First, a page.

Explore the Taj Mahal - Virtual Tour
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As Mohammed said;
wherever the time of prayer overtakes you, pray; that is a mosque...
and according to the law of Islam, all tombs and mausoleums had to have an adjoining place of prayer.
The Mosque or Masjid, which stands to, the west of the Taj Mahal is reported to have been built by Isa Muhammed and plays an integral part in the overall design. It is made from red sandstone and measures 210 feet [64 meters] in length and 90 feet [27 meters] in width and is raised on a slight plinth. The exterior possesses one dominant portal, which is also known as an iwan.
Either side of the major iwan is two smaller arches sandwiched between four towering pinnacles. The spandrels above the arches are studded with colored marble inlay and the mosque dados feature naturalistic floral designs.
On the roof and complementing the arches below are three marble-coated domes. Inverted lotus shaped designs cloak the top of the domes, surmounted by gilded finials. On the four corners of the mosque are chhatris, or domed kiosks, which have a marble coated veneer.
The floor design of the mosque is in the shape of clearly defined prayer mats, which articulates what would have otherwise been a rather plain expanse of polished stone. The main features in the interior of the mosque which distinguishes this structure from the guest house opposite are the mihrab and minbar. The mihrab is a niche which indicates the direction of Mecca and the direction which the Muslim faithful face to perform their prayers or salah. Circling the mihrab are calligraphic inscriptions taken from Sura 91, The Sun, from the holy book of the Qur'an.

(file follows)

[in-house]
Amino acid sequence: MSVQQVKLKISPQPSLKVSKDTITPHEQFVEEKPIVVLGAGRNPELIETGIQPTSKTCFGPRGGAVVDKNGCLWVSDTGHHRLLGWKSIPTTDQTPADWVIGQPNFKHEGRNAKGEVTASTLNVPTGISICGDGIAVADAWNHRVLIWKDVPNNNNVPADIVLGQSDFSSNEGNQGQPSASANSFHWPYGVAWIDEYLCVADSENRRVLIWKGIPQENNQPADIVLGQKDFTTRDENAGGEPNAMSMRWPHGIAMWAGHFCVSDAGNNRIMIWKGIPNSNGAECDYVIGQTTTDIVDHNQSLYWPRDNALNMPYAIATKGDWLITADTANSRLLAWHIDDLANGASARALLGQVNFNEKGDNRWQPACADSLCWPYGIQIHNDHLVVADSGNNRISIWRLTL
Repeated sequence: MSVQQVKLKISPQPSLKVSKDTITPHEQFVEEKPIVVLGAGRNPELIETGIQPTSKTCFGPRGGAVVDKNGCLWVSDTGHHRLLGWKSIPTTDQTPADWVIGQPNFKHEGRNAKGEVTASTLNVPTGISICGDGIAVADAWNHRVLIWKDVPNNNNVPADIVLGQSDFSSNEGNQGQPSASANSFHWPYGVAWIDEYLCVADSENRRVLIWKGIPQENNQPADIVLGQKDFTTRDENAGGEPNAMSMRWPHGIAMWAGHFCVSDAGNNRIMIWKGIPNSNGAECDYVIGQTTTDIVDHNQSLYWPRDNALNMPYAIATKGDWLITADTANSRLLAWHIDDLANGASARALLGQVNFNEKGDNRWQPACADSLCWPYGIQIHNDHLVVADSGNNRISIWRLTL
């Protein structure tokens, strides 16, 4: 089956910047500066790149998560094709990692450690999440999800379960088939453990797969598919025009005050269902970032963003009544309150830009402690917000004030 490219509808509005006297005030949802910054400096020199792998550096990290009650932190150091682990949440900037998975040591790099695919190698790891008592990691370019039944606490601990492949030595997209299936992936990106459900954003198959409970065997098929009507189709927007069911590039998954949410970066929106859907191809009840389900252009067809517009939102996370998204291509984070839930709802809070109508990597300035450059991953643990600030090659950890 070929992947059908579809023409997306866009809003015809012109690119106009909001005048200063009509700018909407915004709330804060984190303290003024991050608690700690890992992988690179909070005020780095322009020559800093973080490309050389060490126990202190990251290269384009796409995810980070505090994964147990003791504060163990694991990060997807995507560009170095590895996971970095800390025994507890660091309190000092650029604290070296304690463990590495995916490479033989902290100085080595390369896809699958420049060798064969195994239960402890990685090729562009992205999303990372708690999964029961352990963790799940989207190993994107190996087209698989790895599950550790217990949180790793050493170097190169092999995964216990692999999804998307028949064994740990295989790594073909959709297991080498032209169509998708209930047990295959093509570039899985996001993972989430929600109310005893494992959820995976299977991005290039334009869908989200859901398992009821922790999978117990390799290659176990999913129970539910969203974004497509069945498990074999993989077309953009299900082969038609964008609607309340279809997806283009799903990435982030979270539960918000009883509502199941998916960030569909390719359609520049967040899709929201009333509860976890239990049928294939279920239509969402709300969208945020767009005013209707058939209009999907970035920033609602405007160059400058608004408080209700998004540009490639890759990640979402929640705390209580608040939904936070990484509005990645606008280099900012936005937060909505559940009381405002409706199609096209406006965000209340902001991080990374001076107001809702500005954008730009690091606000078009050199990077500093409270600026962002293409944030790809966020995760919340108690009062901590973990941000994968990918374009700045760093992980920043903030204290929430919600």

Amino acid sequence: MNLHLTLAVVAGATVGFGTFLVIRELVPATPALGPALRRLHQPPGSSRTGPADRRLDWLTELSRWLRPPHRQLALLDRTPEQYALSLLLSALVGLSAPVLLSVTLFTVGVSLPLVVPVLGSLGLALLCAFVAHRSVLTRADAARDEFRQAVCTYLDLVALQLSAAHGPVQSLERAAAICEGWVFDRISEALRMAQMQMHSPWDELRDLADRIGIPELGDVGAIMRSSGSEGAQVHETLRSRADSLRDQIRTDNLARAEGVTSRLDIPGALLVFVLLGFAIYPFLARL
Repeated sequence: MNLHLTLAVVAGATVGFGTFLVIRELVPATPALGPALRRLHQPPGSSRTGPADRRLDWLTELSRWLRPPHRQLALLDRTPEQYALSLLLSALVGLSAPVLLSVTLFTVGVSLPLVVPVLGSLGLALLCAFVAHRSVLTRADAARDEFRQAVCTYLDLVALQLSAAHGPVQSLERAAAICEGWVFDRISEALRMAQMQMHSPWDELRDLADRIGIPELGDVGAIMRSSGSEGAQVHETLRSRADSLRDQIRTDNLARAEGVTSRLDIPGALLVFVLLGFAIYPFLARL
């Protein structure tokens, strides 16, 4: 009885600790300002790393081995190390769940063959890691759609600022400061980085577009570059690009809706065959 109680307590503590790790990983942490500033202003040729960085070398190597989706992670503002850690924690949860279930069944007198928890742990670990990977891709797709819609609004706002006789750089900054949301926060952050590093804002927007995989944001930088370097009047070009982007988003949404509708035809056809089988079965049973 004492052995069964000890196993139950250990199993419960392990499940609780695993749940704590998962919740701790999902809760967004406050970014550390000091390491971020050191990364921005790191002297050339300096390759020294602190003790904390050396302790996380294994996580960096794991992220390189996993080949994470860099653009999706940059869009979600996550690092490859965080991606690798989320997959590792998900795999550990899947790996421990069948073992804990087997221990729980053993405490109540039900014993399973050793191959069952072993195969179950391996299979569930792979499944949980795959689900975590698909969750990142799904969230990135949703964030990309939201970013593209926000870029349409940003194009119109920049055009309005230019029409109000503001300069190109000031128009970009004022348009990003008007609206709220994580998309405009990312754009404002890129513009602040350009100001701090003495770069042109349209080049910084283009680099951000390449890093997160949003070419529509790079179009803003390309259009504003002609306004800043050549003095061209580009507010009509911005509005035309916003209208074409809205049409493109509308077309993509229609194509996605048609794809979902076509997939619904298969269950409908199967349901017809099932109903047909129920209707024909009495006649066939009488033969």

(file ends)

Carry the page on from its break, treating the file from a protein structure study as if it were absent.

The minbar, the place from where the imam or priest delivers a speech, is here positioned to the right hand side of the mihrab and consists of three steps to a flat platform; however minbars can take many forms. A mihrab and minbar are to be found in all mosques.
At the top corner of the mihrab are two round discs, which contain quotations from Sura 112, The Sincerity and The Unity. There are further disks bedecking the walls of the mosque, which bear reference to Mohammed.
To produce a symmetrical effect, a Guest House, of similar proportions and appearance to the mosque, was built to the east of the Taj Mahal mausoleum. This is called the Response.